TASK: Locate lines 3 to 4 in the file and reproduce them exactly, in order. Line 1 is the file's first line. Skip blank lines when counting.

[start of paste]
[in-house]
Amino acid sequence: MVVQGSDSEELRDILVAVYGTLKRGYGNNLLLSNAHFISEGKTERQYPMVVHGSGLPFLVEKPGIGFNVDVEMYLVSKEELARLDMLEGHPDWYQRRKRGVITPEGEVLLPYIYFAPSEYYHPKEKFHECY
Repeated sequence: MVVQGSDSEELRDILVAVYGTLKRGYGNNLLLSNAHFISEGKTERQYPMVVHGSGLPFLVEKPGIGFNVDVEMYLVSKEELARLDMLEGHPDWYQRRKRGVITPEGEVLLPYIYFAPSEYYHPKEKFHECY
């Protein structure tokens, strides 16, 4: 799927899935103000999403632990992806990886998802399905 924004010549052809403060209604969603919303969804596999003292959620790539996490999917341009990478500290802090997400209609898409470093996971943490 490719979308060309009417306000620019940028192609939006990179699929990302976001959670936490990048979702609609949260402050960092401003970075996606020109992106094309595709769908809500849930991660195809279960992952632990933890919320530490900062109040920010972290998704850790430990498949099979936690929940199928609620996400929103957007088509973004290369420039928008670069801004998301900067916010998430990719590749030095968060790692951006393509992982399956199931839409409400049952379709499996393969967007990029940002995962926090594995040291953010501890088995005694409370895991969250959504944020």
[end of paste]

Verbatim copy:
Repeated sequence: MVVQGSDSEELRDILVAVYGTLKRGYGNNLLLSNAHFISEGKTERQYPMVVHGSGLPFLVEKPGIGFNVDVEMYLVSKEELARLDMLEGHPDWYQRRKRGVITPEGEVLLPYIYFAPSEYYHPKEKFHECY
């Protein structure tokens, strides 16, 4: 799927899935103000999403632990992806990886998802399905 924004010549052809403060209604969603919303969804596999003292959620790539996490999917341009990478500290802090997400209609898409470093996971943490 490719979308060309009417306000620019940028192609939006990179699929990302976001959670936490990048979702609609949260402050960092401003970075996606020109992106094309595709769908809500849930991660195809279960992952632990933890919320530490900062109040920010972290998704850790430990498949099979936690929940199928609620996400929103957007088509973004290369420039928008670069801004998301900067916010998430990719590749030095968060790692951006393509992982399956199931839409409400049952379709499996393969967007990029940002995962926090594995040291953010501890088995005694409370895991969250959504944020």